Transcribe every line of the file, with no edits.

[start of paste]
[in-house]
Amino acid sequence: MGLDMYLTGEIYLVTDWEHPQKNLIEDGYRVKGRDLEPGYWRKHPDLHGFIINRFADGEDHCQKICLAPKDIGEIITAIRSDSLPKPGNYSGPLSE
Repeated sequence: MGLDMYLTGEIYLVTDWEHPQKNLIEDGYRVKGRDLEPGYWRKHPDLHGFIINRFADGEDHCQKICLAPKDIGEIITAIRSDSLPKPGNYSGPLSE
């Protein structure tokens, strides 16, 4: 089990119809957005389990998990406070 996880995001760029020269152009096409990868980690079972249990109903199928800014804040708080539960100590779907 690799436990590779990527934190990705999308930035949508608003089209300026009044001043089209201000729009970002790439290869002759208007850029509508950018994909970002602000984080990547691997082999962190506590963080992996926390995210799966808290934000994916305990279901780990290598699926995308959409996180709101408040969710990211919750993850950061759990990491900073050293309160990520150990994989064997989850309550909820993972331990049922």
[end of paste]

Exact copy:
[in-house]
Amino acid sequence: MGLDMYLTGEIYLVTDWEHPQKNLIEDGYRVKGRDLEPGYWRKHPDLHGFIINRFADGEDHCQKICLAPKDIGEIITAIRSDSLPKPGNYSGPLSE
Repeated sequence: MGLDMYLTGEIYLVTDWEHPQKNLIEDGYRVKGRDLEPGYWRKHPDLHGFIINRFADGEDHCQKICLAPKDIGEIITAIRSDSLPKPGNYSGPLSE
């Protein structure tokens, strides 16, 4: 089990119809957005389990998990406070 996880995001760029020269152009096409990868980690079972249990109903199928800014804040708080539960100590779907 690799436990590779990527934190990705999308930035949508608003089209300026009044001043089209201000729009970002790439290869002759208007850029509508950018994909970002602000984080990547691997082999962190506590963080992996926390995210799966808290934000994916305990279901780990290598699926995308959409996180709101408040969710990211919750993850950061759990990491900073050293309160990520150990994989064997989850309550909820993972331990049922």